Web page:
Controversial professor Steven Salaita spoke at DePaul last week regarding the issues of academic freedom of speech as well as his views on the conflict between Israel and Palestine, on the final leg of his Chicagoland college speaking tour.
The controversy surrounding Salaita regards the tweets he posted during summer that focused on Israel’s policy in Gaza. Some people took them as being anti-Semitic, and it ultimately led to his job offer in the American Indian studies department at University of Illinois being revoked.
Students, activists, and people of all ages interested or affected by the conflict in the Middle East, as well as academic freedom, packed the small room in O’Connell Hall. Many in the overflow crowd had to sit on the ground given the lack of available seats.
A DePaul Students for Justice in Palestine member appropriately started off Salaita’s introduction with a disclaimer from the university stating, “We welcome open exchange of ideas with this program, but we also have expectations that such exchanges will be conducted appropriately and finally the views expressed here are not necessarily the views expressed by DePaul University,” which got a few chuckles from the crowd.
Salaita began his talk addressing the problem of academic freedom.
“The board decided I was anti-Semitic in 10 minutes when the hiring process took well over six months,” Salaita said. “Board members have zero evaluations on my teaching skills … let alone how to compose a solid footnote.”
This type of story is not unique to DePaul. In 2005, Professor Norman Finkelstein got into a public disagreement regarding Israeli-Palestinian conflict in 2005, which led to DePaul denying his tenure bid.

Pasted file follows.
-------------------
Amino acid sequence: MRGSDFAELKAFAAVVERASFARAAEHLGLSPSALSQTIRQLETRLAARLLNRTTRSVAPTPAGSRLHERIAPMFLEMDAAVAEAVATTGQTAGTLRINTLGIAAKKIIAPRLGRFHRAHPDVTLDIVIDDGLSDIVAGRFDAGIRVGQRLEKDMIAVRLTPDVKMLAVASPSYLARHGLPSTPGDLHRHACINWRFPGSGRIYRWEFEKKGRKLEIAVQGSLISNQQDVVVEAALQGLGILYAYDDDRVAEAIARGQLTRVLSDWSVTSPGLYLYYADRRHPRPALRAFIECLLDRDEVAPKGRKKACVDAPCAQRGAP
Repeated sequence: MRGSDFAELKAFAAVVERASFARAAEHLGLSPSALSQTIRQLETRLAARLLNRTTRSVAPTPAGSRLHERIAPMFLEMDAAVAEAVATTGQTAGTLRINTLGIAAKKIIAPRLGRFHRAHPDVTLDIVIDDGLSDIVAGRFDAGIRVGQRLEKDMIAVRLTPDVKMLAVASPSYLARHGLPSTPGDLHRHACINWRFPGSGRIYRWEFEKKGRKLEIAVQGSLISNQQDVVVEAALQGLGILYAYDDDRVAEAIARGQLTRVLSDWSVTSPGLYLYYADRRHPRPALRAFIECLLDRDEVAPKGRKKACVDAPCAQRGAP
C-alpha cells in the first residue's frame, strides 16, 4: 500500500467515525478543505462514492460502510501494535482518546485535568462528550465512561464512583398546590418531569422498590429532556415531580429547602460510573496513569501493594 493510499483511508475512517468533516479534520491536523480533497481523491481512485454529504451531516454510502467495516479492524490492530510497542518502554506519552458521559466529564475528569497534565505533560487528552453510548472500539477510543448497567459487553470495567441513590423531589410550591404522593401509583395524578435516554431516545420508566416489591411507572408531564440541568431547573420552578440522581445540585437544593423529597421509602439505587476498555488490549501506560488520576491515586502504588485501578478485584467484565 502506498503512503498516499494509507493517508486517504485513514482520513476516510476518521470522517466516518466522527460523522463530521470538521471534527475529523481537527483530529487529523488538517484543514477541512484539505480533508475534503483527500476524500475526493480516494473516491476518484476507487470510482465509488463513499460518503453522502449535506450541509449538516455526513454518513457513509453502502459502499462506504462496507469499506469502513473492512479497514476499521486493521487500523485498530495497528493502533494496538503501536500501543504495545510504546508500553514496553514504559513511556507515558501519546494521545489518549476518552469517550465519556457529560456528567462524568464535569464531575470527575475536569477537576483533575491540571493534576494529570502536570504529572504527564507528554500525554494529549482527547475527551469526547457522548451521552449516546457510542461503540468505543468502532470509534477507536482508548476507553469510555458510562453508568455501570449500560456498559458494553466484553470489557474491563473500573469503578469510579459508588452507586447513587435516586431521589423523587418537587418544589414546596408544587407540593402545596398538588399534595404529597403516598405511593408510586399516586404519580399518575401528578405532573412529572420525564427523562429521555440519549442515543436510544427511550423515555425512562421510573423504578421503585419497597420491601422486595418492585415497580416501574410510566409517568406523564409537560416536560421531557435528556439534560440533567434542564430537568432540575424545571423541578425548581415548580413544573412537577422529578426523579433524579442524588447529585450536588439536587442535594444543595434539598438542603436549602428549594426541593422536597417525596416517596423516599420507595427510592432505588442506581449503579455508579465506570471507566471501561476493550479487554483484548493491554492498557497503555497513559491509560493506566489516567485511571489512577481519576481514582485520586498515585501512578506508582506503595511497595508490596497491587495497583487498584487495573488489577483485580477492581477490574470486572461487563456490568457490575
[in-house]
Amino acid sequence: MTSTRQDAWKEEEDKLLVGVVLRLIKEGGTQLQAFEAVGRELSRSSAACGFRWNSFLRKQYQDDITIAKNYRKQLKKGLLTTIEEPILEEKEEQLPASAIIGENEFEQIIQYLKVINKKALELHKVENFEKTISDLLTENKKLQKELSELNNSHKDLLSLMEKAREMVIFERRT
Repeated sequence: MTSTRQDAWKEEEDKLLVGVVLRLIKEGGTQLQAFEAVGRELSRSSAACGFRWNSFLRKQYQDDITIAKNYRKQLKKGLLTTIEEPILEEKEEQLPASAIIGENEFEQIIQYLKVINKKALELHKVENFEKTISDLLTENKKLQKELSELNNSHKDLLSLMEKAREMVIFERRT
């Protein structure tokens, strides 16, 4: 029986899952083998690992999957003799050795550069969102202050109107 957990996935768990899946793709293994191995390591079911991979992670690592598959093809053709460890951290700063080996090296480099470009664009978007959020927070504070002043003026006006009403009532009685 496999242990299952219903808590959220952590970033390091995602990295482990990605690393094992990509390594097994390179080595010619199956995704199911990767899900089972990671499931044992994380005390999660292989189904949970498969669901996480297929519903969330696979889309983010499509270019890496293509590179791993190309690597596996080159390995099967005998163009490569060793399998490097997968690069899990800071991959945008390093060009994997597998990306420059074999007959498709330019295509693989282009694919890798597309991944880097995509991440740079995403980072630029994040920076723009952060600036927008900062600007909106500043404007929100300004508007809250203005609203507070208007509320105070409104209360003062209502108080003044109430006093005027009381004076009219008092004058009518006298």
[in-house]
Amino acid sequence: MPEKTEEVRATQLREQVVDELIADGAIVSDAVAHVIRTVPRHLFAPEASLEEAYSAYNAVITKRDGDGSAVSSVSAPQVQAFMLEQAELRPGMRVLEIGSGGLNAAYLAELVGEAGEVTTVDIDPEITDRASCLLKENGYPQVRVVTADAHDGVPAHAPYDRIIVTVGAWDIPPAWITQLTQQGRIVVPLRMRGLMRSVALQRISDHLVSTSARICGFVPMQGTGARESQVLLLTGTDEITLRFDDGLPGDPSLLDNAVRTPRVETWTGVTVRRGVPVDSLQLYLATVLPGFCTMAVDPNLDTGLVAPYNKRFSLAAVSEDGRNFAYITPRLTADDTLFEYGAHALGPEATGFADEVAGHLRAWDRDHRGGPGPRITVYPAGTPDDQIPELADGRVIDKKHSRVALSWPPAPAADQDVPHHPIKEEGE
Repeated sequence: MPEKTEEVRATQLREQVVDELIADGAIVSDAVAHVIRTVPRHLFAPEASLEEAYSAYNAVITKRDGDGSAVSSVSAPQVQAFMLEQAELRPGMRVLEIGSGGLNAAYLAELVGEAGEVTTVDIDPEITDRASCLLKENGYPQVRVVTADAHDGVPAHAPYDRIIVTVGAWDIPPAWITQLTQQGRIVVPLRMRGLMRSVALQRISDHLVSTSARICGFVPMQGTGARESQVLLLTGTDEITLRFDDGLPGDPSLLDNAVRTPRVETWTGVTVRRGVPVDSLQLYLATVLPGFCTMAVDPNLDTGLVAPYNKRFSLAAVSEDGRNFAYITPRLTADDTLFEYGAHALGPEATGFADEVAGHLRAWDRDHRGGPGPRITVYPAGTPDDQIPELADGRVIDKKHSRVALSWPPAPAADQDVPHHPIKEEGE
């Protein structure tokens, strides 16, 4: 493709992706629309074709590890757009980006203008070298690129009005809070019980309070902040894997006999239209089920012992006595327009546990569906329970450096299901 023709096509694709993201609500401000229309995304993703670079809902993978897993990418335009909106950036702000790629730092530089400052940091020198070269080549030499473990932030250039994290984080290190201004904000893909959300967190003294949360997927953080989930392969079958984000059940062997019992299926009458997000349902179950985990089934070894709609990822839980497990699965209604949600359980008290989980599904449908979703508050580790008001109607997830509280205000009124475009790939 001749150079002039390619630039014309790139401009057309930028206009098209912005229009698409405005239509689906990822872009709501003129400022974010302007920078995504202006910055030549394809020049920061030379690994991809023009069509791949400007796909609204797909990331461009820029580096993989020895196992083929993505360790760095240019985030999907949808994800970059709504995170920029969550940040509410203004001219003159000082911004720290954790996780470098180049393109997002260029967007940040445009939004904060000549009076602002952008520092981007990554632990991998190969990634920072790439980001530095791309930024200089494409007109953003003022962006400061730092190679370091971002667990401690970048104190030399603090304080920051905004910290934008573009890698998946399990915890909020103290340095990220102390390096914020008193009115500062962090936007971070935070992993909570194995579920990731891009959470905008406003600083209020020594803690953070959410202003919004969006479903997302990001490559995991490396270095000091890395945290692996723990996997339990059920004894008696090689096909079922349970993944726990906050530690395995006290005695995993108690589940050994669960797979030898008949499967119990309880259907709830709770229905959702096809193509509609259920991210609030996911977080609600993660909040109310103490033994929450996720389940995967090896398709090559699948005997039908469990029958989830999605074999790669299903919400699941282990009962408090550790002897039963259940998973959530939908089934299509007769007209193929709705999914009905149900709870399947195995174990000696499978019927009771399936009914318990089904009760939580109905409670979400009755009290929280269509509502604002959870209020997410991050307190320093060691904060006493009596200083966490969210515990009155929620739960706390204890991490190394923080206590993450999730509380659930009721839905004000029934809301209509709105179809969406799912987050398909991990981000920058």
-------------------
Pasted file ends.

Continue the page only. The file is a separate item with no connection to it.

“A great surprise would be if Mr. Finkelstein came to speak also because he too got vilified for saying his views on Palestine,” said John Dworkin, a man who has attended all four of Salaita’s speaking tours.
Civility was a word that Salaita consistently acknowledged.
“They got Norman Finkelstein on collegiality, which in my case has upgraded to civility,” Salaita said, getting laughter from the crowd.
Salaita continued to speak about tone and how “the very act of criticism is considered collegial. It does not matter if you say pretty please.” Salaita talked about his use of “civility” in his tweets about Israel. “Nothing affected me more than the ice cream freezers,” Salaita said.
He connected his nostalgia of ice cream freezers storing sweets to make children happy, to ice cream freezers in Gaza storing the deceased bodies of children. He concluded his speech with a gruesome image painted in the audiences’ heads and where it all began, “thus I tweeted.”
The issue of academic censorship seems to be prevalent at DePaul according to an anonymous SJP member.
“One time a professor told me there was no basis in writing the occupy West Bank because it is a contested phrase” said the SJP member. “(And) after divestment, I realized a lot of students don’t believe in human rights for Palestinians.”
Posting political views on social media websites such as Twitter is a controversial topic, which started the problems for Salaita, affecting DePaul students as well.
“I am going through a problem now because I will be traveling to the West Bank in December and I have to filter what I say online. I am nervous and hope I will be able to cross,” said the SJP member.
Salaita is currently filing a lawsuit against U of I in an effort to get his job back, not to tweet brash ideas, but because he “deeply misses being in a classroom, a place where everyone has space to speak,” Salaita said.